Ford Puma 1-LITRE MHEV 155PS Review

The Ford Puma is a small SUV/crossover – a body style that’s in demand by car buyers – and it’s fun to drive, with a mild hybrid system which aims to improve fuel economy.

  • Ford Puma
  • Ford Puma
  • Ford Puma
  • Ford Puma
  • Ford Puma
  • Ford Puma
  • Ford Puma
  • Ford Puma
  • Ford Puma
  • Ford Puma
  • Ford Puma
  • Ford Puma
Green Car Guide Rating: 7/10

Key stats

  • Model/Engine size:  Ford Puma 1-Iitre MHEV ST-LINE 5-door 155PS 6SP
  • Fuel:  Petrol Mild Hybrid
  • Fuel economy combined (WLTP):  50.4 mpg

Summary

  • Fashionable small SUV/crossover
  • Fun to drive
  • Mild hybrid system
  • Can be economical if driven carefully

Background

Ford has offered many cars that are great to drive over recent years, such as the Fiesta. However car buyers now want SUVs/crossovers – in all car sizes – so what happens when you combine a Fiesta with an SUV?

If you’re interested in a Ford Puma test drive, click the button below.

Ford PumaFord Puma

Design & Engineering

Judging by the interest in our test car, many people like the look of the sporty ‘mini-SUV’ Ford Puma (despite the ‘Grey Matter’ paint colour, which we’re not huge fans of – but other colours are available). The interior is standard Ford fare – more on that later – and there’s a 456-litre boot, which also has a huge storage area under the boot floor that was big enough to swallow our bucket and car cleaning materials.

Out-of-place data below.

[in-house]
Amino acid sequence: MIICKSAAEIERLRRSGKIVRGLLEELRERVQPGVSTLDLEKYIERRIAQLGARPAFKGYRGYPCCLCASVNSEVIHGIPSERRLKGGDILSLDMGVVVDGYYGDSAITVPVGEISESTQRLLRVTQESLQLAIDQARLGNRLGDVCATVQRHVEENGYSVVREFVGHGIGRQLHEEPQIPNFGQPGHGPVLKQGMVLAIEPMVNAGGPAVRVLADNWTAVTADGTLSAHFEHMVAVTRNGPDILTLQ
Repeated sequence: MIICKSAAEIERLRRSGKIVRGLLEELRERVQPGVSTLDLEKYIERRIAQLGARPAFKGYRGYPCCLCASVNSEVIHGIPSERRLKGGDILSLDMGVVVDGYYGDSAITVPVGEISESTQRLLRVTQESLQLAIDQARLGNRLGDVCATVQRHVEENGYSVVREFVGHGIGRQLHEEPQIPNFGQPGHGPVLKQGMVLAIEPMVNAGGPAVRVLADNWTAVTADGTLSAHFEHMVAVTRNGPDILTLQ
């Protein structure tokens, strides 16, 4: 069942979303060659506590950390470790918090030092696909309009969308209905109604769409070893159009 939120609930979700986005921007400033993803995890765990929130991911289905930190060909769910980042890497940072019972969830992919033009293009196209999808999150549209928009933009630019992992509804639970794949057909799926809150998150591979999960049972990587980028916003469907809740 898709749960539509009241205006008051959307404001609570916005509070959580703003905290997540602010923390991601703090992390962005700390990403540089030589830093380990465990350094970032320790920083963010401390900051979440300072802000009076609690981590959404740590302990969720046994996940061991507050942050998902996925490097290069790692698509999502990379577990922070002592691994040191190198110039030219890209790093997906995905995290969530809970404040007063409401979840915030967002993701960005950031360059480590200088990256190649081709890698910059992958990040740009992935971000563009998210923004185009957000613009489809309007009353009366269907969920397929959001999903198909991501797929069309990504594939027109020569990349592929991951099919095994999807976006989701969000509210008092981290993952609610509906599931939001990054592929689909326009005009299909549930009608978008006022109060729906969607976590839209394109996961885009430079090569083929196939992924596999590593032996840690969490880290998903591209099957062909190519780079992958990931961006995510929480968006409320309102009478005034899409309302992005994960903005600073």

The Puma has a 3-cylinder, 1-litre petrol engine, with a 6-speed manual gearbox, and there’s also mild hybrid technology (MHEV). This powertrain is sometimes described as ‘electrified’, which can cause all sorts of confusion with people thinking it’s an electric car or at least a plug-in hybrid. In reality, the mild hybrid system is much less of a hybrid than a traditional hybrid such as a Toyota Prius. Although the principle is the same as in a traditional hybrid, in the Puma there’s only a very small electric motor with a 48-volt battery, which captures energy that would otherwise be lost when braking, and which can be used to power the car at a standstill, but it doesn’t have sufficient capacity to allow the car to drive on solely on electric power.

Ford PumaFord Puma

Ford Puma Driving Experience

The Puma has the right fundamentals: the driving position is good (although there’s no clutch foot rest), as is the visibility, the high front wings that you can see from the driver’s seat are like a Lotus Elise, the brakes have nice weighting, the pedals are well spaced, and the steering is enjoyable.

Not surprisingly, it feels close to a Fiesta in terms of the agile driving experience – even with the extra ride height that comes with a crossover. There’s a decent balance between sporty handling and a ride that is on the firm side of comfortable, although the car can be crashy over bumps. The front-wheel drive chassis is grippy with the traction control on. There’s some road and tyre noise especially on motorways.

The Ford EcoBoost engine is responsive, especially in the 155PS spec of our test car. The 6-speed manual gearbox has a gear lever that is well placed, with a short throw, although we sometimes struggled to achieve smooth shifts.